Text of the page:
There is so much in my lady spank-bank right now. So many pretty things that I am dying to be able to afford but just cannot at the moment. Instead, I'll consolidate some images into one blog post as a reminder of the things I currently NEED. (Ok, want... but shh.)
MAC Studio Fix Fluid Foundation
This stuff is worth 1000x its weight in gold. Easily the best face-based make-up product I've used. It glides over my combination skin and evens out my patchy-toned nose and cheeks. God I miss being able to afford this stuff...
Care Bear Hoodie
It says "Today is my Grumpy day". What more does a child of the 80s want in a retro hoodie?!
Humina, humina, humina.... why can't I afford one of these? They're just the ultimate in laptops for a media enthusiast. To boot, it's sexier than Penelope Cruz in stockings.
Irregular Choice boots
I am 99% certain that my life will not be as satisfying and fulfilling as it can be until I own these boots. Yes, it's shallow and needlessly girly (for me, anyway) but LOOK AT THEM.
Red Latex Gown by House of Harlot
Fap fap fap fap fap fap.... I don't think this needs any more than that as a description. Feels like a lifetime since I last went to a fetish club, but if I had the money I would purely justify this on its sex appeal. That and it is photoshoot-friendly.
I've just realised I could go on for several hours, which I don't know is a good thing. Maybe I have healthy ambition, or a strange delusion... I don't know. Either way, if Santa feels like dropping all of the above down the chimney later this year, would be tremendously grateful ;-)
Last month, I finally got around to seeing Avatar, which has been pegged as a benchmark film by many, and an apparent "must-see" for any film enthusiast. As a co-owner of a rather obese DVD collection, I felt it necessary that I should cast judgement on it.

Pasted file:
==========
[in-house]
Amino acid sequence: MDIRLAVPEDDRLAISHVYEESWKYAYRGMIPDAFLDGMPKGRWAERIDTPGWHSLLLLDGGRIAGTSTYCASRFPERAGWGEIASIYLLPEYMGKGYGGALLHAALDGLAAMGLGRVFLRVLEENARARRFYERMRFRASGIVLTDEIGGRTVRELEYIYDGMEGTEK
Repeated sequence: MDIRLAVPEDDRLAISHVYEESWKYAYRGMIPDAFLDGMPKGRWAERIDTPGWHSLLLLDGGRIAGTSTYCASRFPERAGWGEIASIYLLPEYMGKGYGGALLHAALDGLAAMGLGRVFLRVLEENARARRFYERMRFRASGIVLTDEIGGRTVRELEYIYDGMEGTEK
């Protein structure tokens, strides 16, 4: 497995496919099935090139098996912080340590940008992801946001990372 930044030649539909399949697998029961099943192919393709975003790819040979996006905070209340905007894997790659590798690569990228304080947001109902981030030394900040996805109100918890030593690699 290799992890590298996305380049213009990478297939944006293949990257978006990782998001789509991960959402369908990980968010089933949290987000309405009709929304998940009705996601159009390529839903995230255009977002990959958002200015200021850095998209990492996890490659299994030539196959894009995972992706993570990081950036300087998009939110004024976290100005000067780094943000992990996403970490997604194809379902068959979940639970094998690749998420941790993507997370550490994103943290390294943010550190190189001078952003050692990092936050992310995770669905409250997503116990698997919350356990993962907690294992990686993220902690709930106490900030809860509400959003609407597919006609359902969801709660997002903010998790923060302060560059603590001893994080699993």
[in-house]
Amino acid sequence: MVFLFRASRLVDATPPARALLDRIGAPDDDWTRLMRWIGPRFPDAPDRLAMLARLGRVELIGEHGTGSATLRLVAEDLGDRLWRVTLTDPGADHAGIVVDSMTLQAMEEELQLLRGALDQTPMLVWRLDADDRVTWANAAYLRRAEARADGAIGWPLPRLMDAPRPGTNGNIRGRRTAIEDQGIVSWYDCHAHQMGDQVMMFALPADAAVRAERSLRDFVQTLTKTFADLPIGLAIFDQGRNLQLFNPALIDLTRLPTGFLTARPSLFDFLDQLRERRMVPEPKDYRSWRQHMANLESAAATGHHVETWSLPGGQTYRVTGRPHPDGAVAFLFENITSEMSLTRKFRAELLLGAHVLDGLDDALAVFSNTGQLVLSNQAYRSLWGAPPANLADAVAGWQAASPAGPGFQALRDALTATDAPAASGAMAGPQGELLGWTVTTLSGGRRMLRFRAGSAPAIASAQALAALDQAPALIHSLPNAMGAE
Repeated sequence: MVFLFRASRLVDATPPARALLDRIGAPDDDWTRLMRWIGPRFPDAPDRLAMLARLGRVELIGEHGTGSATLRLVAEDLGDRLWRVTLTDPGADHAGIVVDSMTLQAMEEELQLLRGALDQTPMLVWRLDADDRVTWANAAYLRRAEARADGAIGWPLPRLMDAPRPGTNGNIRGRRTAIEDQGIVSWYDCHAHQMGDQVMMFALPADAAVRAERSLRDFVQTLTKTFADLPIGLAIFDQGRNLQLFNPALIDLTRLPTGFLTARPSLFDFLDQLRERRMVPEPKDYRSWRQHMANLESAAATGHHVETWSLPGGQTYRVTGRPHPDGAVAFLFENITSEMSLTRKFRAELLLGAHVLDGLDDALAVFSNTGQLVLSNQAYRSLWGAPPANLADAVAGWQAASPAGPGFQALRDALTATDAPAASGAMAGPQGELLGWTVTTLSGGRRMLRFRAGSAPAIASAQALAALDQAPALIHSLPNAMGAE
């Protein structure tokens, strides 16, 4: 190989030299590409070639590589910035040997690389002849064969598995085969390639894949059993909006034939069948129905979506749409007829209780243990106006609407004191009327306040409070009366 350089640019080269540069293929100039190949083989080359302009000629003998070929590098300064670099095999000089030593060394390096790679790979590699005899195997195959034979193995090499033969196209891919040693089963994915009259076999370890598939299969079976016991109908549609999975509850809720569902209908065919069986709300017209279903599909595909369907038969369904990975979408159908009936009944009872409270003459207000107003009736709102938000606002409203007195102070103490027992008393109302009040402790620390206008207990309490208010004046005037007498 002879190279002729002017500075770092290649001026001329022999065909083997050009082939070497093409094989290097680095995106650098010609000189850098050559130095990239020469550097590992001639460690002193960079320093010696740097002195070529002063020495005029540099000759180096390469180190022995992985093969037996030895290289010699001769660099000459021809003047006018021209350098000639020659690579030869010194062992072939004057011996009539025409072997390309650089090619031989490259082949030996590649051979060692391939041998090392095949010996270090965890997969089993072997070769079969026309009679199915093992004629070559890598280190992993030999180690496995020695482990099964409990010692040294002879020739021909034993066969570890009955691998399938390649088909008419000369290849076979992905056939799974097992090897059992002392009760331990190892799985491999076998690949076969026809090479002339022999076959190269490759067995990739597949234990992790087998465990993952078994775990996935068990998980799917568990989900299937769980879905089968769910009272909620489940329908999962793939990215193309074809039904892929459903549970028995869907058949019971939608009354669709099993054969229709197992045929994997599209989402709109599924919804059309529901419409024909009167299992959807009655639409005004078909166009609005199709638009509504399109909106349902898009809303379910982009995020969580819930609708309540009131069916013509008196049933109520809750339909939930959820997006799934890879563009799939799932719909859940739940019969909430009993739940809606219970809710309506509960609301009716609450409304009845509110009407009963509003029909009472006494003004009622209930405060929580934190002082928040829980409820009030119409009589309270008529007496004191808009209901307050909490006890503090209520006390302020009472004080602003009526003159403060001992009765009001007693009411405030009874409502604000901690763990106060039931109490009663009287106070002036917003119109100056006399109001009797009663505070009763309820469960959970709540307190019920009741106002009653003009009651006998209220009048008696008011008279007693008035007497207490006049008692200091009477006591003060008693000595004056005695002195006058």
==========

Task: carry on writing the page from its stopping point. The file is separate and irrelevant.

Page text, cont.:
Now let me first say that I didn't see it in 3D, so perhaps I cannot comment fully on the quality of the visual effects. But even on a fairly low-budget high-res screen it looked pretty damned good. Vibrant, detailed, and just as awe-inspiring as I'd heard.
Now, with regards to the story. This is an area that seems to have been subject to heavy criticism for the similarities to other films or classic tales, such as Dances with Wolves, or even Pochahontas. (I should note that I haven't seen either of these films shamefully enough so I cannot personally comment on the story parallels. Avatar however, IS fairly contrived and tends to stretch the imagination by the first half hour alone. The first time the word "unobtainium" was uttered, both my partner and I scoffed, how ridiculous and unimaginative. We've since found out that this is an actual substance, so we were soon silenced.
As for the rest? Simply put, very simple. But that, for me, did not take away from the experience. Perhaps I would have thought differently had I seen the films that are meant to have already explored these themes on the same line of a story. But I haven't. Therefore I could just sit back and actually get swept up in what I think was just a an escapist fantasy story. No harm in that.
I am interested however, to see where film is going to go next. Avatar utilised 3D technology, animation, and so many other technical fireworks at their disposal I couldn't even think of them, let alone list or spell them. Just got me thinking how this can be built upon - CAN it be built upon? I'm starting to wonder if there is going to be a point when there is nothing else left to explore in this medium and we just end up being spoon-fed old films that have been reinvented on a big budget, techo-scale.
Can just see it now, Agent Higgins of the Linguo tribe takes a youngling Roughian orphan under his wing and teaches her the ways of his kind. My Fair Lady for future generations. A unique story that touches on issues that have never been....oh. Hang on..
So, the move out of London and into a new city has been completed. Metaphorically it was fairly painless, but physically I'm fairly sure that I am still toll-paying. To be expected really. Or is it? Christ knows. The NHS still aren't exactly falling over themselves to help me, despite several desperate pleas.
Predictable whinging aside, I'm re-evaluating what I should be using my blog for, in attempt to actually encourage myself to use it more rather than trying to sift through the myriad of random fuffle that sometimes pours out of my head.
So, what can be expected going forward? Pretty much the same to be honest. Just constant chastising of myself when I don't kick my own ass to write more: